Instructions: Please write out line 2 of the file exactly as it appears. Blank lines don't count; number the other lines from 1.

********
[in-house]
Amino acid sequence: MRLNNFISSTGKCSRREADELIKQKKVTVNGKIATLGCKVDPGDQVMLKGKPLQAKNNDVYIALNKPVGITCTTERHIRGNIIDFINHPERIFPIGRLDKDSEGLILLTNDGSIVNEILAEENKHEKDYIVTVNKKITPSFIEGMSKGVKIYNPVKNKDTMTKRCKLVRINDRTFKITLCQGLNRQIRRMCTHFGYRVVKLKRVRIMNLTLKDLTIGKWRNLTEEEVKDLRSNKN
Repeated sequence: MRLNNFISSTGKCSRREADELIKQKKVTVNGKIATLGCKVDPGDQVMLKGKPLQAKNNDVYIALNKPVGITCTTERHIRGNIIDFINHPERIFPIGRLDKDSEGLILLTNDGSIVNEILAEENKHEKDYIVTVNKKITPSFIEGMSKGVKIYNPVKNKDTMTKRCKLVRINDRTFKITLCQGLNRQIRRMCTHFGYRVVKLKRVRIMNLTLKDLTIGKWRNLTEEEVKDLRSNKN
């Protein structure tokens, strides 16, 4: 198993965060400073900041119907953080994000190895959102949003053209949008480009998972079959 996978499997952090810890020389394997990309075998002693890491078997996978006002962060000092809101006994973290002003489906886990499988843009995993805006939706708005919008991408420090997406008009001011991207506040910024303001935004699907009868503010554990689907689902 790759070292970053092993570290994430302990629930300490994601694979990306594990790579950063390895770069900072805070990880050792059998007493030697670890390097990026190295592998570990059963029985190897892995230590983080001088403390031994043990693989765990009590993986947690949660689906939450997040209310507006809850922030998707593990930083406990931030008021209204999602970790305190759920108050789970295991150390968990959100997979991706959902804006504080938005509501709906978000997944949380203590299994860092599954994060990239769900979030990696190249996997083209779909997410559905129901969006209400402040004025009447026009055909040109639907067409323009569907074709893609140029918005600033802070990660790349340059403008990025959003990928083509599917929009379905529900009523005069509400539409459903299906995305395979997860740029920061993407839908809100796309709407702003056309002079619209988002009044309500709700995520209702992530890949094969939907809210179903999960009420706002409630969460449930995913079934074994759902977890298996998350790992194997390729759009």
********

Amino acid sequence: MRLNNFISSTGKCSRREADELIKQKKVTVNGKIATLGCKVDPGDQVMLKGKPLQAKNNDVYIALNKPVGITCTTERHIRGNIIDFINHPERIFPIGRLDKDSEGLILLTNDGSIVNEILAEENKHEKDYIVTVNKKITPSFIEGMSKGVKIYNPVKNKDTMTKRCKLVRINDRTFKITLCQGLNRQIRRMCTHFGYRVVKLKRVRIMNLTLKDLTIGKWRNLTEEEVKDLRSNKN